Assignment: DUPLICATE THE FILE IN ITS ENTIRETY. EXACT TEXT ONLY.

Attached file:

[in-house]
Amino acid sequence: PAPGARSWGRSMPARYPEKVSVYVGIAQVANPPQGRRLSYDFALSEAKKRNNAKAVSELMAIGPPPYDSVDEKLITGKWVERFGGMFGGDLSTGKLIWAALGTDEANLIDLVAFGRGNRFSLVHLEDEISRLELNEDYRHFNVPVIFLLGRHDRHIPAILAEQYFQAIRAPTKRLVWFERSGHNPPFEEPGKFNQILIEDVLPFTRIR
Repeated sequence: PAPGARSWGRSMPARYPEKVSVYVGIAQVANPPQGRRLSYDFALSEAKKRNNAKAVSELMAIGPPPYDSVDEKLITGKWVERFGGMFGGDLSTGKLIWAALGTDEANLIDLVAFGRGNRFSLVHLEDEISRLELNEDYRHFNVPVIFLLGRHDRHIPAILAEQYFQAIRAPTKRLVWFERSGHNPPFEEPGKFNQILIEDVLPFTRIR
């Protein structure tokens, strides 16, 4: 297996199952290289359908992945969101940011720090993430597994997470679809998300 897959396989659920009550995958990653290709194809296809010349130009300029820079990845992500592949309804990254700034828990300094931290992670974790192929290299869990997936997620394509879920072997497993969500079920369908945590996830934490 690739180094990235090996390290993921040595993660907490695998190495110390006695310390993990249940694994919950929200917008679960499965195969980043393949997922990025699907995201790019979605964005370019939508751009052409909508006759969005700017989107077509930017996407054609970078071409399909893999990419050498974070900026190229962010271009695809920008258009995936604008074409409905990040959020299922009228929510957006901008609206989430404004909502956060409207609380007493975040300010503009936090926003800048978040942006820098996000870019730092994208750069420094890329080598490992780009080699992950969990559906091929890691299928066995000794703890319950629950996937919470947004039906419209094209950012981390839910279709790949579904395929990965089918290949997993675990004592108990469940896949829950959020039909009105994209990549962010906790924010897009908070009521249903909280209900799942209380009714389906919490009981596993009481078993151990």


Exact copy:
[in-house]
Amino acid sequence: PAPGARSWGRSMPARYPEKVSVYVGIAQVANPPQGRRLSYDFALSEAKKRNNAKAVSELMAIGPPPYDSVDEKLITGKWVERFGGMFGGDLSTGKLIWAALGTDEANLIDLVAFGRGNRFSLVHLEDEISRLELNEDYRHFNVPVIFLLGRHDRHIPAILAEQYFQAIRAPTKRLVWFERSGHNPPFEEPGKFNQILIEDVLPFTRIR
Repeated sequence: PAPGARSWGRSMPARYPEKVSVYVGIAQVANPPQGRRLSYDFALSEAKKRNNAKAVSELMAIGPPPYDSVDEKLITGKWVERFGGMFGGDLSTGKLIWAALGTDEANLIDLVAFGRGNRFSLVHLEDEISRLELNEDYRHFNVPVIFLLGRHDRHIPAILAEQYFQAIRAPTKRLVWFERSGHNPPFEEPGKFNQILIEDVLPFTRIR
């Protein structure tokens, strides 16, 4: 297996199952290289359908992945969101940011720090993430597994997470679809998300 897959396989659920009550995958990653290709194809296809010349130009300029820079990845992500592949309804990254700034828990300094931290992670974790192929290299869990997936997620394509879920072997497993969500079920369908945590996830934490 690739180094990235090996390290993921040595993660907490695998190495110390006695310390993990249940694994919950929200917008679960499965195969980043393949997922990025699907995201790019979605964005370019939508751009052409909508006759969005700017989107077509930017996407054609970078071409399909893999990419050498974070900026190229962010271009695809920008258009995936604008074409409905990040959020299922009228929510957006901008609206989430404004909502956060409207609380007493975040300010503009936090926003800048978040942006820098996000870019730092994208750069420094890329080598490992780009080699992950969990559906091929890691299928066995000794703890319950629950996937919470947004039906419209094209950012981390839910279709790949579904395929990965089918290949997993675990004592108990469940896949829950959020039909009105994209990549962010906790924010897009908070009521249903909280209900799942209380009714389906919490009981596993009481078993151990």